The current methods of treating acne have the following drawbacks: Both benzoyl peroxide and retinoic acid, two commonly used programs, can cause skin irritation and cause dry skin.
Emma Taylor, co-founder and CEO of Naked Biome, believes that adding the health-related P. acnes species to the skin will be a better way to “prevent disease-causing strains from clustering together.”
Naked Biome’s researchers used metagenomic sequencing to identify healthy P. acnes strains with clinically relevant genotype and phenotypic characteristics based on published research results, and developed the company’s main product: one A health-related P. acnes strain named MBO1 has low inflammatory potential.
In a recent phase 1b clinical trial of 14 subjects, MBO1 treatment was conducted twice a day for 12 weeks. The results showed that it was well tolerated and reduced several inflammatory markers of acne.
Taylor shared his research results at the Microbiome & Probiotics Series held in the United States, which was held in San Diego from October 29th to 30th last year. The proof-of-concept study cannot detect a significant difference from the baseline, but at least the evidence shows that microorganisms have shifted to the MBO1 genotype and have a tendency to reduce inflammatory damage.
S-Biomedic, based in Beerse, Belgium, uses what they call a bottom-up approach to study which molecules produced by P. acnes are related to acne. It turns out that one of the primary culprits is linoleic acid isomerase, which can effectively stimulate the lipid production of sebocytes, release reactive oxygen species and inflammation, thereby causing acne symptoms.
In a recently published study, S-Biomedic showed that they can regulate the skin microbiome by continuously applying a mixture of bacteria from healthy individuals. They are now working with industrial partners to prepare an isomer that produces low levels of linoleic acid. Strains of enzymes are used to make acne treatment products.
The company’s CSO Bernhard Pätzold said that due to different regulatory requirements in Europe, they will be able to launch their products over the counter (Box1). “There is a legal framework around it. We can argue very well that we are a general consumer product, especially when it comes to acne. How many acne do you need to be considered a skin disease?” he asked.
These three companies-MatriSys, Naked Biome and S-Biomedic-treat skin diseases with symbiotic bacteria isolated from human skin. But researchers will also sample other species to determine candidate strains for treatment.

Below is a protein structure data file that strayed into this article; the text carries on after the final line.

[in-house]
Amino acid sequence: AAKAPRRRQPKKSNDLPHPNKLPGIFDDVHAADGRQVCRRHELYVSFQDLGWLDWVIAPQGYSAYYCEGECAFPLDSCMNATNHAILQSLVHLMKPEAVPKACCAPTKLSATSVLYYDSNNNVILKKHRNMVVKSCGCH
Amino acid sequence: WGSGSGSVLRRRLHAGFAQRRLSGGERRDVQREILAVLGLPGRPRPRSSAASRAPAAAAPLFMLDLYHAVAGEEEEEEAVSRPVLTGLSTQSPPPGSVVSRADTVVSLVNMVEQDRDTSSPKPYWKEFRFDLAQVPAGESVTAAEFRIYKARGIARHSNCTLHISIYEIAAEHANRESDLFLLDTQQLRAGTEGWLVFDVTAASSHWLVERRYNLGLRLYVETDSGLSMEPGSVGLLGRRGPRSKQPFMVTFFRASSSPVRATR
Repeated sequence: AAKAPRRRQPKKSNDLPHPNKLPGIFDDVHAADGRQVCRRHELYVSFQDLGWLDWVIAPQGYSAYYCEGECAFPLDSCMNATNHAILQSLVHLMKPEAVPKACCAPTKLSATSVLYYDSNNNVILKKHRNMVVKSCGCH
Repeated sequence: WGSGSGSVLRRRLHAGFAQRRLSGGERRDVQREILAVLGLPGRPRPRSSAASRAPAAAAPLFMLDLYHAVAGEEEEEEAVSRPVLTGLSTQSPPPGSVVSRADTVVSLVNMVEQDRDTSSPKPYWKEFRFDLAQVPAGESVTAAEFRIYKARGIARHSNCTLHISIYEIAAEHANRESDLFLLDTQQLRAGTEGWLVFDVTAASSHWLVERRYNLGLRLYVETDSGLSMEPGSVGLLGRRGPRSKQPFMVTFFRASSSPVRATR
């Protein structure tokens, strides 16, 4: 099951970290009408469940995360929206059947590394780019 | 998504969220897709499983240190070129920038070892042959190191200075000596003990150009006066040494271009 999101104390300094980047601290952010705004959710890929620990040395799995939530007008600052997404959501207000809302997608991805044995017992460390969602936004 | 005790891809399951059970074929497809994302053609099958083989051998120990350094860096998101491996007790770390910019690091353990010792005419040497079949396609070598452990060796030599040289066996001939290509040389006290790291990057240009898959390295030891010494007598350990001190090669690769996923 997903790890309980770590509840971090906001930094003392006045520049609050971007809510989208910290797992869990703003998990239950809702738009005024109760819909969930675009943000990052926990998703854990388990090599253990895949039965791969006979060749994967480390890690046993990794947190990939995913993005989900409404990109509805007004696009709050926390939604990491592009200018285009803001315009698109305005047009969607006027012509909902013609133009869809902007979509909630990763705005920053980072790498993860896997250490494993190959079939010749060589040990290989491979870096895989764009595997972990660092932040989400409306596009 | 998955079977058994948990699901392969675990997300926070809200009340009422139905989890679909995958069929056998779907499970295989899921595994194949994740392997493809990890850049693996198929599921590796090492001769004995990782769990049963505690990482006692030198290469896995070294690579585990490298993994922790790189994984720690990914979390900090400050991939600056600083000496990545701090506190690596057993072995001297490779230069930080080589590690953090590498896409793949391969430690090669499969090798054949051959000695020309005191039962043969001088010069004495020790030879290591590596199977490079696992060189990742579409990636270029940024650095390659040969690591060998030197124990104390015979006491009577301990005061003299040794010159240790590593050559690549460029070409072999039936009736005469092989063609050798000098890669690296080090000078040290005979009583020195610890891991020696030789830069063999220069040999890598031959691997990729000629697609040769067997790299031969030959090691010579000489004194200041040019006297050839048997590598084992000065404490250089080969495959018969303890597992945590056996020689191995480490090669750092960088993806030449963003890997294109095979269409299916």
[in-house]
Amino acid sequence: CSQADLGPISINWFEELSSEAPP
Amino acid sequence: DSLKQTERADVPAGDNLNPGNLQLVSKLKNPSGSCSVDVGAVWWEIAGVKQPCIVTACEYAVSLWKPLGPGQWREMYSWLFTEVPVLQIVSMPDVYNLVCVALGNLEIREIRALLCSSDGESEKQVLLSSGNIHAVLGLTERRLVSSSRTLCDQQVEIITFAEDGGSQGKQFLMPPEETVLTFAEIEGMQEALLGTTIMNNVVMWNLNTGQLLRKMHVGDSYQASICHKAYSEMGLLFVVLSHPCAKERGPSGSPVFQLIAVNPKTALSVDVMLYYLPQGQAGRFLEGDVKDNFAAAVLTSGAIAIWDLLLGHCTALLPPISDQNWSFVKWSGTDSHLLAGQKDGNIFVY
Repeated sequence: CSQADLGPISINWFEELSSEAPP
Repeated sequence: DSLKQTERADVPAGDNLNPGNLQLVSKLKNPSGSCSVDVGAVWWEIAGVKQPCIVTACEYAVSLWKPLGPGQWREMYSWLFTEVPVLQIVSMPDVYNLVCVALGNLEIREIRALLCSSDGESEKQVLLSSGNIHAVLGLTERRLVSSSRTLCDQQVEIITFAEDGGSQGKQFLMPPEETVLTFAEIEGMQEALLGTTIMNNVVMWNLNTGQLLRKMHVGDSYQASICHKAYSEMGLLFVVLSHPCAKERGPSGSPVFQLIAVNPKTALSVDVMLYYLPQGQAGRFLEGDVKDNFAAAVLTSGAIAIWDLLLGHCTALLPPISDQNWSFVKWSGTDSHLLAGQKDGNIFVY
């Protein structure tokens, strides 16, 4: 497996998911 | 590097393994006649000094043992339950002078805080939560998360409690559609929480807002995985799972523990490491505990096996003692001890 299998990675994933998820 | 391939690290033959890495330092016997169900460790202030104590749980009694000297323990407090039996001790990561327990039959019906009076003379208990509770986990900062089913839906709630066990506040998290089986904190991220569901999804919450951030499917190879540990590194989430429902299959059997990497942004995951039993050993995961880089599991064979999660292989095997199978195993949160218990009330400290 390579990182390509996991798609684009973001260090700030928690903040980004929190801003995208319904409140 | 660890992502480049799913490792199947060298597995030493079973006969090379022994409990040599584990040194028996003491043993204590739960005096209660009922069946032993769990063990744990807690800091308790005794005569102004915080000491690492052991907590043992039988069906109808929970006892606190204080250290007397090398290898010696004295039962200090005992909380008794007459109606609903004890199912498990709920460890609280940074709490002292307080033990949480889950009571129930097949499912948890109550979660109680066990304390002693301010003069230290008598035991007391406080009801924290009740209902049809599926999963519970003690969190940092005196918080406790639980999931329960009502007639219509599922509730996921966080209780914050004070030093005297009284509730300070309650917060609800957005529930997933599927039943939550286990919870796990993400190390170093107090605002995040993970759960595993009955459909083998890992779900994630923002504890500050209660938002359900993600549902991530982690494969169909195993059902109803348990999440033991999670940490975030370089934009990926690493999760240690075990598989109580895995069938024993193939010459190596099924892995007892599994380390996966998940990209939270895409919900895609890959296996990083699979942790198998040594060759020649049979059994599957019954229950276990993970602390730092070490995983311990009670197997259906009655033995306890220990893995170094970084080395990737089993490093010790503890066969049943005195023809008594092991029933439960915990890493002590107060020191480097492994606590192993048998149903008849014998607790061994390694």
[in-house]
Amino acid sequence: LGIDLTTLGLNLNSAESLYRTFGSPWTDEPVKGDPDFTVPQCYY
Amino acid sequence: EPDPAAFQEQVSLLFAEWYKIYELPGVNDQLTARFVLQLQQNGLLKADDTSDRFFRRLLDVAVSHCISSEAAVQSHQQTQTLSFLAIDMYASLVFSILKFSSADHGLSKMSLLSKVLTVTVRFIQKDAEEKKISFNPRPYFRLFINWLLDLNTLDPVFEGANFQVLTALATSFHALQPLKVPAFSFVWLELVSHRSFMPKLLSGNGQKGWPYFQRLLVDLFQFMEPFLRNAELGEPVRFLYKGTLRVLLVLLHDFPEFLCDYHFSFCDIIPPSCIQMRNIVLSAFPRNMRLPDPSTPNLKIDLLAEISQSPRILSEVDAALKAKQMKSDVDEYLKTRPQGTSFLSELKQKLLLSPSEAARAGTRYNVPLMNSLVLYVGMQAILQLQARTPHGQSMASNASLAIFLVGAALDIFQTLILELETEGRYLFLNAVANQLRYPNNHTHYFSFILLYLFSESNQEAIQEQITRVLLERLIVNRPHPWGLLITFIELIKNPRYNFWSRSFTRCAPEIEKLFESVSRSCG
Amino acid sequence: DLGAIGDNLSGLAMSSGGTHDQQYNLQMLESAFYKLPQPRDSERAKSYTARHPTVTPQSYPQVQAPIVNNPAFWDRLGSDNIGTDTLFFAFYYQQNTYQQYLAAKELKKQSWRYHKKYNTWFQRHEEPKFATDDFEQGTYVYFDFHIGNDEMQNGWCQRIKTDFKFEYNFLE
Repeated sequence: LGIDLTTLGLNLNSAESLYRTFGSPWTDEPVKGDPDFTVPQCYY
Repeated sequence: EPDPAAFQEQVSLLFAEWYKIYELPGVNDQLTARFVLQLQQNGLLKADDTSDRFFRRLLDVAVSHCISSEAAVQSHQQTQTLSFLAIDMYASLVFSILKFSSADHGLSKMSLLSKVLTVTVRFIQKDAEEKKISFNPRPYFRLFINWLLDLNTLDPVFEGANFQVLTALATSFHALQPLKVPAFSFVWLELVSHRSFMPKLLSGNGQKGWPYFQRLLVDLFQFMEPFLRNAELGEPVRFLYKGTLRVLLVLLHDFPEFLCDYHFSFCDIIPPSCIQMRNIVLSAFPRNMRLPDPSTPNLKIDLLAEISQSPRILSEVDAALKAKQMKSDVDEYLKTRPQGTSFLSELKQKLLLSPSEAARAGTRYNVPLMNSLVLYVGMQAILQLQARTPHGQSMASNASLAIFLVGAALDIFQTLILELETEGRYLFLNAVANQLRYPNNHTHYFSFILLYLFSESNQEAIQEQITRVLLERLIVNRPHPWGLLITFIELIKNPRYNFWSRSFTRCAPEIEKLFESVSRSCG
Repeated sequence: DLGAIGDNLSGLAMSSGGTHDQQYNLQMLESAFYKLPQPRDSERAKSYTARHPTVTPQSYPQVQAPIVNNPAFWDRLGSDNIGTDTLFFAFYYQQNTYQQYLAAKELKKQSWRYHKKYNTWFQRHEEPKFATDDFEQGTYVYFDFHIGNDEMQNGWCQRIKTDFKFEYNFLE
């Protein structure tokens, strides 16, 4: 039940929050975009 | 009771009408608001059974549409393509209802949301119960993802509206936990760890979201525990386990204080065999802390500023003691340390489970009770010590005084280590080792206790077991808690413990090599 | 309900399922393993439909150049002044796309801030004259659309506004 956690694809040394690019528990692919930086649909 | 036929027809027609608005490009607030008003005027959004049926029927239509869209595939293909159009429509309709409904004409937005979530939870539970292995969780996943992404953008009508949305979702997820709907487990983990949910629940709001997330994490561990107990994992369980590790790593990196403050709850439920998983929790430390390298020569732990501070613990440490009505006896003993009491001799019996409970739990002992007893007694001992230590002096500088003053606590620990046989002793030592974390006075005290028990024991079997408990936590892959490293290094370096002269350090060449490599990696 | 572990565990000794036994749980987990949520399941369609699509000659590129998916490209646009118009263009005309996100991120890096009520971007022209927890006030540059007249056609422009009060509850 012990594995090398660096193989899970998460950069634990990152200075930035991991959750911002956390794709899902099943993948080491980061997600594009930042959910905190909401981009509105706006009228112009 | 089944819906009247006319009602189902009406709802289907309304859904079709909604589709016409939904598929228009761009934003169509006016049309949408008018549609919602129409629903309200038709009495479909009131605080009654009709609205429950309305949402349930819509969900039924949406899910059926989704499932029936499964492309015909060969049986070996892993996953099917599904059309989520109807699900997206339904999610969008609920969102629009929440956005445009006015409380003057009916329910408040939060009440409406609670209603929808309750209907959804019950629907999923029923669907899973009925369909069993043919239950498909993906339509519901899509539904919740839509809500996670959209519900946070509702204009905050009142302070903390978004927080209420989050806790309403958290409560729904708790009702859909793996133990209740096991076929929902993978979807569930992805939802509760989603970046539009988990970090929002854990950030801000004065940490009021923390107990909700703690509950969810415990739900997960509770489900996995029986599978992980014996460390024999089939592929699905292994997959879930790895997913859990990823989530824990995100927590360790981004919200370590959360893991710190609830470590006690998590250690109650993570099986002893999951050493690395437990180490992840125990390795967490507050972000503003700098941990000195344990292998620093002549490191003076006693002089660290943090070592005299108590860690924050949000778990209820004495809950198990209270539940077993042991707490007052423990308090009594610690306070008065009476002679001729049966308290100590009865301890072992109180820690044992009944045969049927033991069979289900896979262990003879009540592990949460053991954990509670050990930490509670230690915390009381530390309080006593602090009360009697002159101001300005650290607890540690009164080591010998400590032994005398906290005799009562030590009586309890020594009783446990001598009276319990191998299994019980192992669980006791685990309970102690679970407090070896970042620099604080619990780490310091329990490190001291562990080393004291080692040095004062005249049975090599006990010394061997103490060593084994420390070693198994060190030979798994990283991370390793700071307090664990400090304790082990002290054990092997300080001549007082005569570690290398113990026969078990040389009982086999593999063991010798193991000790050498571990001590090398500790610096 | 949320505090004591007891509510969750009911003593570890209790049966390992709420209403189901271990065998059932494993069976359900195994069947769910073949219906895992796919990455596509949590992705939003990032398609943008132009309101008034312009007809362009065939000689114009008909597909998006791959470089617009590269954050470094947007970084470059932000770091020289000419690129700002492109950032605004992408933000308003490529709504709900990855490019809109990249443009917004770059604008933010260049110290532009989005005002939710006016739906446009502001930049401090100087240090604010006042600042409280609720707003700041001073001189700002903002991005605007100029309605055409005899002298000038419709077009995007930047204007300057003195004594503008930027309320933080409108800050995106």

When Robert Brucker was an undergraduate in conservation biology, he isolated a bacterium with antifungal properties from a red-backed salamander in a forest in Virginia. After obtaining a doctorate in biomedicine, he started a research project on applied microbes at Harvard University. He co-founded DermBiont. The bacteria, Janthinobacterium lividum, not only exists on the skin of amphibians, but also The main component of the human skin microbiota.
The bacterium is currently undergoing clinical trials to combat tinea pedis, the famous Hong Kong foot. The most common cause of foot in Hong Kong is Trichophyton rubrum, a fungus that reproduces on the upper layer of dead skin. Cases of Hong Kong foot are often described as infections, usually treated with topical or oral antifungal drugs, but the effective ratio is less than 50%.
According to Brucker, these drugs are not always effective because “the treatment model is wrong: this is not an infection, but a flora disorder.”
J.lividum will multiply on human skin, but the abundance level is very low; DermBiont’s strategy is to use a suspension of J.lividum separated from healthy human skin and incorporate it into a proprietary formula to add Great anti-fungal effect to treat Hong Kong feet.
Company representatives claimed that in the Phase 2a clinical trial completed in October last year, the probiotic therapy (DB1-001) reached the safety endpoint and improved symptoms. Currently, a Phase 2b trial is recruiting patients, and the company plans to conduct a trial of DB1-001 against fungal nail infections later this year.
At the same time, some bold companies are further advancing microbiome therapy-transforming bacteria to make them more powerful to improve the effects that unmodified probiotics can achieve.
For example, Xycrobe Therapeutics has a patent for a modified strain of Propionibacterium acnes, which secretes the anti-inflammatory cytokine interleukin-10 (IL-10), which is found in peripheral blood mononuclear cells of patients with acne and psoriasis. -10 down.
Last year, Xycrobe was acquired by Crown Laboratories for an unknown amount. Thomas Hitchcock, the founder of Xycrobe, became the Chief Security Officer of Crown Laboratories. Hitchcock explained that people with low IL-10 levels overreact to the skin microbiome, making them susceptible to skin diseases.
According to the company’s patent application, the company has been testing the effect of a lactose-induced IL-10 genetically modified Propionibacterium acnes, which is linked to a signal peptide that secretes anti-inflammatory cytokines.
Xycrobe has also introduced auxotrophy into IL-10 engineered P. acnes strains (for example, by knocking out glutamine synthetase to cause glutamine auxotrophy or by knocking out aspartate kinase or aspartate Semialdehyde dehydrogenase causes aspartic acid auxotrophy) so that it can control engineered microorganisms after being released into the skin (removal of amino acids will cause starvation of engineered strains).
Azitra is also developing engineered microbial therapies. All engineering strains of the company have knocked out genes related to D-alanine biosynthesis (alanine racemase and D-alanine aminotransferase) to achieve the purpose of assisted growth, because D-alanine Amino acid is needed for these bacteria to build cell walls: by supplementing different levels of amino acids in its therapeutic formula, Azitra can control the growth of applied engineered microbial products.